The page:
How does jury selection work in California? ›

As prospective jurors are needed for specific trials or grand juries, jury pools are randomly selected from the list of qualified participants. Panels of prospective jurors are then randomly selected for each jury trial.

What are the duties of the jury foreperson? ›

The jury foreperson's duty is to preside and see that discussion during deliberations is carried on in a free and orderly manner, that the case and issues are fully and freely discussed, and that every juror is given a chance to participate in the discussion.

How do they decide which jurors are alternates? ›

What are alternate jurors? Sometimes, when the judge believes a case is likely to last for more than a day or 2, additional jurors will be chosen from those summoned for jury duty, questioned and challenged like other prospective jurors.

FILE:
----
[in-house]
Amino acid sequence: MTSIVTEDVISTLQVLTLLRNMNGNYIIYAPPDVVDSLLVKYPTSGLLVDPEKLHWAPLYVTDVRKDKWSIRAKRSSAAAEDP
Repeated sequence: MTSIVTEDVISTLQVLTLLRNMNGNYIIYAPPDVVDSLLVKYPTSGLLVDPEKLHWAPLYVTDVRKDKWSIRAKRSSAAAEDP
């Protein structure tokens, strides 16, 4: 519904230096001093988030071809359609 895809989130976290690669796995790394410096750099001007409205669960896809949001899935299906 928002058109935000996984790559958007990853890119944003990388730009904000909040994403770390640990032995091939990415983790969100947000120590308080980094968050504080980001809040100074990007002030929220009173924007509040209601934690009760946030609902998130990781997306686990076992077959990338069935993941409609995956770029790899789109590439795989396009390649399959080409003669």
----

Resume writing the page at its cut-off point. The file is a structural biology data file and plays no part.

Do alternate jurors hear the entire case and deliberate with the other jurors? ›

Alternate jurors are selected in some cases to take the place of jurors who may become ill during the trial. Alternate jurors hear the evidence just as the other jurors do, but they don't participate in the deliberations unless they replace an original juror.

Are people over 70 exempt from jury duty in California? ›

Q: Do I have to perform jury service if I'm over 70 years of age? A: There is no age exemption for jury service. If you are 70 years of age or older, the California Rules of Court allow you to be excused due to a medical condition without a doctor's note. You must inform the court that you are not able to serve.

What happens if one juror disagrees? ›

In order to reach a verdict, the jurors' decision must be “unanimous,” meaning that all twelve jurors must vote the same way. If even one juror disagrees with the other jurors, it is a “hung jury” and a mistrial will be declared.

What disqualifies you from jury duty in California? ›

Additionally, if any individual is incarcerated in any prison or jail, they are disqualified from jury service. Also, those who are currently required to register as a sex offender pursuant to Section 290 of the Penal Code based on the felony conviction are not eligible for jury service.